Title page for ETD etd-06142012-143141


Type of Document Master's Thesis
Author Tureck, Kimberly
Author's Email Address kim.tureck@gmail.com
URN etd-06142012-143141
Title An Examination of the Relationship between Autism Spectrum Disorder, Intellectual Functioning, and Social Skills in Children
Degree Master of Arts (M.A.)
Department Psychology
Advisory Committee
Advisor Name Title
Matson, Johnny L. Committee Chair
Gouvier, William Committee Member
Hicks, Jason Committee Member
Keywords
  • autism spectrum disorders
  • Matson Evaluation of Social Skills for Youngsters-
  • social skills
  • intellectual functioning
Date of Defense 2012-04-20
Availability unrestricted
Abstract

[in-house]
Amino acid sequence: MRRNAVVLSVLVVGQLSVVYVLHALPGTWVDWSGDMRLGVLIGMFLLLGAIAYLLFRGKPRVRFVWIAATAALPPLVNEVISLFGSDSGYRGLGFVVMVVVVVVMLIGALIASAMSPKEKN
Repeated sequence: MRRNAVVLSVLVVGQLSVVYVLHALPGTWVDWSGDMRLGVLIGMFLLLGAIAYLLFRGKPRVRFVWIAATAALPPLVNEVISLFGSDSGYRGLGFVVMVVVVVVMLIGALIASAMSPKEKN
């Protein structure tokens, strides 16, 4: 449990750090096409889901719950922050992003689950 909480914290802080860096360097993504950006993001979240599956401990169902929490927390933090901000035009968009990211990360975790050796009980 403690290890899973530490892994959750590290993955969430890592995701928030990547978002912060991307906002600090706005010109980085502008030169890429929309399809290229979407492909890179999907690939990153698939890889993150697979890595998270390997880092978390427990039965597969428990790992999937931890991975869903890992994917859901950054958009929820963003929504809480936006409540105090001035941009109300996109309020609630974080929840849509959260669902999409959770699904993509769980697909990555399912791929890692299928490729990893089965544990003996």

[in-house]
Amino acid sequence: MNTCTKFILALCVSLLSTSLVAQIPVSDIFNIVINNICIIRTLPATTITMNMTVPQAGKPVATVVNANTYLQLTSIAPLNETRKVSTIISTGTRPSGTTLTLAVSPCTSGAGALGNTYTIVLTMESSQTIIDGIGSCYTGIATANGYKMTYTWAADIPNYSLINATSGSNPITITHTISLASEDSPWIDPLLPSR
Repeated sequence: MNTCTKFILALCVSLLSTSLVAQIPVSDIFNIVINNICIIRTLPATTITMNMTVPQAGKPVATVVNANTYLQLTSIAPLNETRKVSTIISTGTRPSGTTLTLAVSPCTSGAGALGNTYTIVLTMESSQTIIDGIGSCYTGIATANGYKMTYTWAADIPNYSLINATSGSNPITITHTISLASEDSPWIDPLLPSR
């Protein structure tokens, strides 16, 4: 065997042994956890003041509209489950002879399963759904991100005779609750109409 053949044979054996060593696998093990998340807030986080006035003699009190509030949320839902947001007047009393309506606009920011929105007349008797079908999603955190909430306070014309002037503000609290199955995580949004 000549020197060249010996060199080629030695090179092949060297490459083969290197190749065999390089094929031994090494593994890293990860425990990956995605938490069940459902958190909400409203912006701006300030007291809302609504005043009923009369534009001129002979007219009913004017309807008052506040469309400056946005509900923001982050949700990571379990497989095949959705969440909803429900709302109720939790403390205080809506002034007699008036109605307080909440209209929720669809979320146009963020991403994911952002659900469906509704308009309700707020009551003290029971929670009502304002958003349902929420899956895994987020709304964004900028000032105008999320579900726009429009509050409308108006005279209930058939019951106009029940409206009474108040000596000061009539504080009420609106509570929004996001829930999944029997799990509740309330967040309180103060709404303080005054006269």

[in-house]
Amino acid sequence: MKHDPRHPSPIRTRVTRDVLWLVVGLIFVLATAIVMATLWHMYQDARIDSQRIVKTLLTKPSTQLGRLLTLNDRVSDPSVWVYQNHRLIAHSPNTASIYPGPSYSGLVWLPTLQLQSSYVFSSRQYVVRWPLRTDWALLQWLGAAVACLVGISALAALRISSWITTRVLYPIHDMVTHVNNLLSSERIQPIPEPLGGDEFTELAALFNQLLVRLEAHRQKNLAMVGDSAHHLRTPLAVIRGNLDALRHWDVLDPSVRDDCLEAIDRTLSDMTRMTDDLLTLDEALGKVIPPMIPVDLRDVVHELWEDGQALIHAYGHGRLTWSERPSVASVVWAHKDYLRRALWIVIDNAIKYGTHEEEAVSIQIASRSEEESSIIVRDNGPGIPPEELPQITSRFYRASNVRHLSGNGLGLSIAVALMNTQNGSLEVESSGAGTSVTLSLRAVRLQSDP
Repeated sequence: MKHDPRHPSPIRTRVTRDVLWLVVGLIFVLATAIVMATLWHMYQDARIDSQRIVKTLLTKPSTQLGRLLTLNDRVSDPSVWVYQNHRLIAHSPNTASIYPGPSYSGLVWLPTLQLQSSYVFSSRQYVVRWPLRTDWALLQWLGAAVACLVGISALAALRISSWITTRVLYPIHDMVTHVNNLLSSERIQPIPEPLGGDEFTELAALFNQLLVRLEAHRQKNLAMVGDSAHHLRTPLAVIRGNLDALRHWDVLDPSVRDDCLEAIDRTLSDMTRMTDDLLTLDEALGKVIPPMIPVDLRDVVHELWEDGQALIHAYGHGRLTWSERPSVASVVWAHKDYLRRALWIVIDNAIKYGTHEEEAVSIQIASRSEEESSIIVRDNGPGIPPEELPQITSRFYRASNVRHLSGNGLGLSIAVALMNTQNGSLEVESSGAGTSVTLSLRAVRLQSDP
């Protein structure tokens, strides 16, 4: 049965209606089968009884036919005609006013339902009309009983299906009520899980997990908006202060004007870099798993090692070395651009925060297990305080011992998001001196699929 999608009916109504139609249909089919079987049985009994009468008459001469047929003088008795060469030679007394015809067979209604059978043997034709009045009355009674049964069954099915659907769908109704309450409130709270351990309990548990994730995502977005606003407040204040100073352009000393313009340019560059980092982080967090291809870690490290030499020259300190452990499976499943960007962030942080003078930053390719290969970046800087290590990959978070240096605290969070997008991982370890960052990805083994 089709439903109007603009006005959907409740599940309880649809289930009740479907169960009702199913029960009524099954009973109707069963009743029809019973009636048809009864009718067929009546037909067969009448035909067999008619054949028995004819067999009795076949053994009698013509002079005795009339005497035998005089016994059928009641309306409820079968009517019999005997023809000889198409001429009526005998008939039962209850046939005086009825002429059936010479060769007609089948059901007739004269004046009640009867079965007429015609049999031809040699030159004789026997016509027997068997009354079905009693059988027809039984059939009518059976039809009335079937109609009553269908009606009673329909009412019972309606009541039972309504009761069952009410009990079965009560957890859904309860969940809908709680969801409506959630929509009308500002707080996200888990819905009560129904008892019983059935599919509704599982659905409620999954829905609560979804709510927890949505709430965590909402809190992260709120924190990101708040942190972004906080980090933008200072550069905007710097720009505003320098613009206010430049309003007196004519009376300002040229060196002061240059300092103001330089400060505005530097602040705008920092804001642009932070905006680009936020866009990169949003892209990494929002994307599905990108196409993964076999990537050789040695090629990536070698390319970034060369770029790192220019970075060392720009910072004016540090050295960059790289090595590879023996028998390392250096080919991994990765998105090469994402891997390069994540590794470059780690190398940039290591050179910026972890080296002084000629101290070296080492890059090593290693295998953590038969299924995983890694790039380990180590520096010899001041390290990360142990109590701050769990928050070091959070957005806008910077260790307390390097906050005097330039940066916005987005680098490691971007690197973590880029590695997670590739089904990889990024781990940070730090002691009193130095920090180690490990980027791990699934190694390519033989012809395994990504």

Autism spectrum disorders (ASD) are the focus of a vast amount of research due to their recent rise in prevalence. Nonetheless, there is a dearth of research looking at how ASD and IQ scores impact social skills. The present study aimed to extend the literature in this area by evaluating how ASD and IQ scores are related to ratings on a measure of appropriate and inappropriate social skills. Two groups of individuals participated: children without ASD and children with ASD. Two dependent measures of social skills (adaptive/appropriate social skills and hostile/inappropriately assertive social skills) were obtained using the Matson Evaluation of Social Skills for Youngsters-II (MESSY-II). Correlational and multiple regression analyses were conducted to examine the interrelationships between the variables. ASD diagnosis significantly predicted both adaptive/appropriate and hostile/inappropriate social skills. It was negatively and significantly correlated with adaptive/appropriate social skills, indicating that children with ASD tended to have lower scores on the measure of adaptive/appropriate social skills. ASD diagnosis was also positively and significantly correlated with hostile/inappropriate social skills, indicating that children with ASD tended to have higher scores on the measure of hostile/inappropriate social skills. IQ scores were positively and significantly correlated with adaptive/appropriate social skills, indicating that children with higher IQ scores tended to have higher scores on the measure of adaptive/appropriate social skills. The implications of these findings in the context of other research on IQ, ASD, and social skills in children are discussed.
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